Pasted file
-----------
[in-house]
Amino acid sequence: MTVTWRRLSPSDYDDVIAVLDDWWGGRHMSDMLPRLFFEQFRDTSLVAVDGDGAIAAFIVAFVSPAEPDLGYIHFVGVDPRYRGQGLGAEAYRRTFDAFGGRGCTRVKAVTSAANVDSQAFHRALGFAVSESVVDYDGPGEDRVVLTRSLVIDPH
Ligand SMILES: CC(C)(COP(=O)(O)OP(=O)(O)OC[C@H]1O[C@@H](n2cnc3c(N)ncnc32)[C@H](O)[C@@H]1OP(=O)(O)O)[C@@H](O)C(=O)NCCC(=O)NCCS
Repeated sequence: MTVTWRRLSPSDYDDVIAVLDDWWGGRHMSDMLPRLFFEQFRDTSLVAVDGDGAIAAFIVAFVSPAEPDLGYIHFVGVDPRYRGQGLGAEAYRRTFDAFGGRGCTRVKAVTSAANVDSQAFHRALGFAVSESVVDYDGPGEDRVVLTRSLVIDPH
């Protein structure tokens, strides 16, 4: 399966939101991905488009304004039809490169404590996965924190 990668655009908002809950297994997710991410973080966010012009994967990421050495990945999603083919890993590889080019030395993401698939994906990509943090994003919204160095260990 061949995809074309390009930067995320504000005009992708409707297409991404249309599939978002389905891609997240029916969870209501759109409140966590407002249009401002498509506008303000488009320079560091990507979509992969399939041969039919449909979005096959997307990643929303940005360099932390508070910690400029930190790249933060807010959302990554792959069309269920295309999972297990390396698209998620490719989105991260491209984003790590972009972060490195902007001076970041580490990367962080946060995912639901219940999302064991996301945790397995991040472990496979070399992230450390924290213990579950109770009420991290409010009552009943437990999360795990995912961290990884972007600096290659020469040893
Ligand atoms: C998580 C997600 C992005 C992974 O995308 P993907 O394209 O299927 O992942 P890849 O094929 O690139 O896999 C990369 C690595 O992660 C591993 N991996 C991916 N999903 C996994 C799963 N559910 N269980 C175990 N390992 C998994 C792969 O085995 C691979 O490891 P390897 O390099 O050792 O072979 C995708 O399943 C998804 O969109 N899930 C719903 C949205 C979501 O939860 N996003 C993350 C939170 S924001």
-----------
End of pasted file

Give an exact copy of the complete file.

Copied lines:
[in-house]
Amino acid sequence: MTVTWRRLSPSDYDDVIAVLDDWWGGRHMSDMLPRLFFEQFRDTSLVAVDGDGAIAAFIVAFVSPAEPDLGYIHFVGVDPRYRGQGLGAEAYRRTFDAFGGRGCTRVKAVTSAANVDSQAFHRALGFAVSESVVDYDGPGEDRVVLTRSLVIDPH
Ligand SMILES: CC(C)(COP(=O)(O)OP(=O)(O)OC[C@H]1O[C@@H](n2cnc3c(N)ncnc32)[C@H](O)[C@@H]1OP(=O)(O)O)[C@@H](O)C(=O)NCCC(=O)NCCS
Repeated sequence: MTVTWRRLSPSDYDDVIAVLDDWWGGRHMSDMLPRLFFEQFRDTSLVAVDGDGAIAAFIVAFVSPAEPDLGYIHFVGVDPRYRGQGLGAEAYRRTFDAFGGRGCTRVKAVTSAANVDSQAFHRALGFAVSESVVDYDGPGEDRVVLTRSLVIDPH
């Protein structure tokens, strides 16, 4: 399966939101991905488009304004039809490169404590996965924190 990668655009908002809950297994997710991410973080966010012009994967990421050495990945999603083919890993590889080019030395993401698939994906990509943090994003919204160095260990 061949995809074309390009930067995320504000005009992708409707297409991404249309599939978002389905891609997240029916969870209501759109409140966590407002249009401002498509506008303000488009320079560091990507979509992969399939041969039919449909979005096959997307990643929303940005360099932390508070910690400029930190790249933060807010959302990554792959069309269920295309999972297990390396698209998620490719989105991260491209984003790590972009972060490195902007001076970041580490990367962080946060995912639901219940999302064991996301945790397995991040472990496979070399992230450390924290213990579950109770009420991290409010009552009943437990999360795990995912961290990884972007600096290659020469040893
Ligand atoms: C998580 C997600 C992005 C992974 O995308 P993907 O394209 O299927 O992942 P890849 O094929 O690139 O896999 C990369 C690595 O992660 C591993 N991996 C991916 N999903 C996994 C799963 N559910 N269980 C175990 N390992 C998994 C792969 O085995 C691979 O490891 P390897 O390099 O050792 O072979 C995708 O399943 C998804 O969109 N899930 C719903 C949205 C979501 O939860 N996003 C993350 C939170 S924001």